Few people know what an anechoic chamber is, and even fewer have had the chance to experience what it’s like to be inside one. Let us assure you: stepping inside a room that’s designed to maintain absolute silence is a dizzying phenomenon. We know because we were fortunate enough to experience the near-perfect quiet of Ultimate Ears’ own anechoic chamber located just outside Portland, OR recently. And while it was an event we won’t soon forget, we can’t help but feel a little jealous over the room of silence the folks at Microsoft have built — a room the Guiness Book of World Records has just declared is the quietest place on the face of the planet.
Ultimate Ears’ marvel of a creation — under the best of conditions — gets down to zero decibels (dB) in the wee small hours of the morning, when it’s suburban location and a lack of traffic allow it to reach its full potential of silence. But the wizardry that is the anechoic chamber inside Microsoft’s Audio Lab has got it beat.
As reported by Business Wire, Microsoft’s audio lab is able to reach a mind-bending -20.6 dB. How is less than zero possible? Since decibels measure a reference point on a logarithmic scale, zero does not actually represent absolute silence as you might think. Rather, zero decibels simply refers to the lowest level of sound a human can detect. In reality, total silence is much further away, and Microsoft has gotten closer to it than anyone else on record.
Measurements inside the Redmond compound’s new digs register just a couple of decibels above the quietest point physically possible to be reached on our little blue planet, set theoretically at -23 dB, which takes into account only the sound created by air molecules as they interact with one another. The only way to get quieter than that is to do a 2001-style unassisted jump into the vacuum of space.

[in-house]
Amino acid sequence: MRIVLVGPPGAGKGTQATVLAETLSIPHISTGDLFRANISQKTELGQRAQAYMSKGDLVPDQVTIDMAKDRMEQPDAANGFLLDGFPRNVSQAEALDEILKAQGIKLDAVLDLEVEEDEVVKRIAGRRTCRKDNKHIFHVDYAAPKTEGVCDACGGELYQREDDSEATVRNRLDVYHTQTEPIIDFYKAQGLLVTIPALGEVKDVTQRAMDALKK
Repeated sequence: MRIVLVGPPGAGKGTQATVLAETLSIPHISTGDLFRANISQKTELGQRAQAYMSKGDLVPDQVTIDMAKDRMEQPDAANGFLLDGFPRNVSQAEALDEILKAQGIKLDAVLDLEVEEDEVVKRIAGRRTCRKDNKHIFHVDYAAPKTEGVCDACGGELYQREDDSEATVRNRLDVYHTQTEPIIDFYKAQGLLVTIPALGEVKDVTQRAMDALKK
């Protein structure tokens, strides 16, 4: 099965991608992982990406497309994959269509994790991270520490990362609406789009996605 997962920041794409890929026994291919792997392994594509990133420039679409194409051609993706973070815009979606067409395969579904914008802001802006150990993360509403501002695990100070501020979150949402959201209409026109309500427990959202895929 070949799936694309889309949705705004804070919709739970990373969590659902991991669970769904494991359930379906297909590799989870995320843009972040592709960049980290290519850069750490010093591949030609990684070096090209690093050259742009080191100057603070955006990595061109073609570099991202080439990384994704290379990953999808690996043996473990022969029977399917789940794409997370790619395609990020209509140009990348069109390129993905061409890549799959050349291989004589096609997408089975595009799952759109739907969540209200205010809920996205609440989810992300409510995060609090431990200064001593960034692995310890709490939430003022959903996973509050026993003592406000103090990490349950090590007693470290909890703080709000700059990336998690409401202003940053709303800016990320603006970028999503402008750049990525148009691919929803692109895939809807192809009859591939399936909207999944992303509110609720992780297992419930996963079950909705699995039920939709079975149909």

According to the report, the room was created for Microsoft by Eckel laboratories, which also helped to build the chamber that held the previous record of -13 dBs, located at Orfield Labs in Minneapolis, MN.
Even in Orfeild’s comparatively “noisy” hall, that kind of silence is hard for humans to deal with, acting almost like a torture chamber of sorts after prolonged exposure.
“We challenge people to sit in the chamber in the dark,” Steve Orfield, founder of Orfield Labs, told Hearing Aid Know. “One person stayed in there for 45 minutes. When it’s quiet, ears will adapt. The quieter the room, the more things you hear. You’ll hear your heart beating, sometimes you can hear your lungs, hear your stomach gurgling loudly. In the anechoic chamber, you become the sound.”
“You take away the perceptual cues that allow you to balance and maneuver. If you’re in there for half an hour, you have to be in a chair,” Orfield told the Daily Mail.
So, apart from rubbing it in the face of Orfield Labs as the new record holder, why would Microsoft need a room so utterly devoid of sound? To get the jump on Apple and other top device makers, of course.
“This chamber gives us the opportunity to look for those really small signals that can have an impact to the end user,” said LeSalle Munroe, Microsoft Senior Engineer, Surface Devices to Business Wire. “We always want to have the best tools available for the job. And that’s what this is. It’s a great accomplishment.”
Logitech’s Ultimate Ears brand has used its chamber to help create some of our favorite Bluetooth speakers on the market. With its new digs, which move strikingly close to the quietest point physically achievable by humans on this planet, what will Microsoft come up with next? We’ll just have to wait and find out.